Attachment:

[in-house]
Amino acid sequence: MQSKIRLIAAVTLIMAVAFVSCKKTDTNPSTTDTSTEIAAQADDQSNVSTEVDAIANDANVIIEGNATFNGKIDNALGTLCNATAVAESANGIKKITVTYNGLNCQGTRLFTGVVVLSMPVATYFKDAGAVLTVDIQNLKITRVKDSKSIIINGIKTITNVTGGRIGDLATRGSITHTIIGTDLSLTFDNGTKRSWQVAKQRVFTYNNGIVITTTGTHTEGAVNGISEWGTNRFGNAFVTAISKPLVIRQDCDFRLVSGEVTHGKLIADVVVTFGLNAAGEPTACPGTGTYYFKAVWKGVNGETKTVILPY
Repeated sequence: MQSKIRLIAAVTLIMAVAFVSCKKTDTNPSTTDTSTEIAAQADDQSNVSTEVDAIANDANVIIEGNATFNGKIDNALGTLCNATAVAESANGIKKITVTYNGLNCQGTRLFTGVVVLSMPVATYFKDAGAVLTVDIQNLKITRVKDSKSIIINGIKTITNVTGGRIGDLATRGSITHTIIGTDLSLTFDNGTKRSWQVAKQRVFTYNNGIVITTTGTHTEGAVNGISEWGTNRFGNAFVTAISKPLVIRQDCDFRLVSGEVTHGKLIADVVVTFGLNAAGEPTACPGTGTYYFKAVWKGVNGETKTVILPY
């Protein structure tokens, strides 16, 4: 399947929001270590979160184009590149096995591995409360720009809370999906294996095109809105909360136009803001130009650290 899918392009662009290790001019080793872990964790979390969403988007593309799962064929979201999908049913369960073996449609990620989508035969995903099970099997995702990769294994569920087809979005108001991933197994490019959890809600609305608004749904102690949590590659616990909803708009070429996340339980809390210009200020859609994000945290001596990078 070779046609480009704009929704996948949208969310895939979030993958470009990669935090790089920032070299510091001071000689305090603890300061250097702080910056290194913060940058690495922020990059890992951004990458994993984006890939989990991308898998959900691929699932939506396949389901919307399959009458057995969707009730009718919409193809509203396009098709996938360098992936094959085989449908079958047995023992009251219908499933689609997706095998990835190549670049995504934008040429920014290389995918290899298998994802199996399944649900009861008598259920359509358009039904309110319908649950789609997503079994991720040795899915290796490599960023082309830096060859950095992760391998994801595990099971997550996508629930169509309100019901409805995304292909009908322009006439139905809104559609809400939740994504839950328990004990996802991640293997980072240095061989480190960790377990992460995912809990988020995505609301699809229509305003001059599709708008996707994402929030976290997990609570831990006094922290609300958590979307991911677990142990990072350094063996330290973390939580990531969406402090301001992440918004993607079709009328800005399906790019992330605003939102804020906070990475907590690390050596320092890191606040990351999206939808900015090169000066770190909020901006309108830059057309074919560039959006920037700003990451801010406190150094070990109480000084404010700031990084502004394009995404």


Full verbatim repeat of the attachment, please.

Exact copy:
[in-house]
Amino acid sequence: MQSKIRLIAAVTLIMAVAFVSCKKTDTNPSTTDTSTEIAAQADDQSNVSTEVDAIANDANVIIEGNATFNGKIDNALGTLCNATAVAESANGIKKITVTYNGLNCQGTRLFTGVVVLSMPVATYFKDAGAVLTVDIQNLKITRVKDSKSIIINGIKTITNVTGGRIGDLATRGSITHTIIGTDLSLTFDNGTKRSWQVAKQRVFTYNNGIVITTTGTHTEGAVNGISEWGTNRFGNAFVTAISKPLVIRQDCDFRLVSGEVTHGKLIADVVVTFGLNAAGEPTACPGTGTYYFKAVWKGVNGETKTVILPY
Repeated sequence: MQSKIRLIAAVTLIMAVAFVSCKKTDTNPSTTDTSTEIAAQADDQSNVSTEVDAIANDANVIIEGNATFNGKIDNALGTLCNATAVAESANGIKKITVTYNGLNCQGTRLFTGVVVLSMPVATYFKDAGAVLTVDIQNLKITRVKDSKSIIINGIKTITNVTGGRIGDLATRGSITHTIIGTDLSLTFDNGTKRSWQVAKQRVFTYNNGIVITTTGTHTEGAVNGISEWGTNRFGNAFVTAISKPLVIRQDCDFRLVSGEVTHGKLIADVVVTFGLNAAGEPTACPGTGTYYFKAVWKGVNGETKTVILPY
């Protein structure tokens, strides 16, 4: 399947929001270590979160184009590149096995591995409360720009809370999906294996095109809105909360136009803001130009650290 899918392009662009290790001019080793872990964790979390969403988007593309799962064929979201999908049913369960073996449609990620989508035969995903099970099997995702990769294994569920087809979005108001991933197994490019959890809600609305608004749904102690949590590659616990909803708009070429996340339980809390210009200020859609994000945290001596990078 070779046609480009704009929704996948949208969310895939979030993958470009990669935090790089920032070299510091001071000689305090603890300061250097702080910056290194913060940058690495922020990059890992951004990458994993984006890939989990991308898998959900691929699932939506396949389901919307399959009458057995969707009730009718919409193809509203396009098709996938360098992936094959085989449908079958047995023992009251219908499933689609997706095998990835190549670049995504934008040429920014290389995918290899298998994802199996399944649900009861008598259920359509358009039904309110319908649950789609997503079994991720040795899915290796490599960023082309830096060859950095992760391998994801595990099971997550996508629930169509309100019901409805995304292909009908322009006439139905809104559609809400939740994504839950328990004990996802991640293997980072240095061989480190960790377990992460995912809990988020995505609301699809229509305003001059599709708008996707994402929030976290997990609570831990006094922290609300958590979307991911677990142990990072350094063996330290973390939580990531969406402090301001992440918004993607079709009328800005399906790019992330605003939102804020906070990475907590690390050596320092890191606040990351999206939808900015090169000066770190909020901006309108830059057309074919560039959006920037700003990451801010406190150094070990109480000084404010700031990084502004394009995404």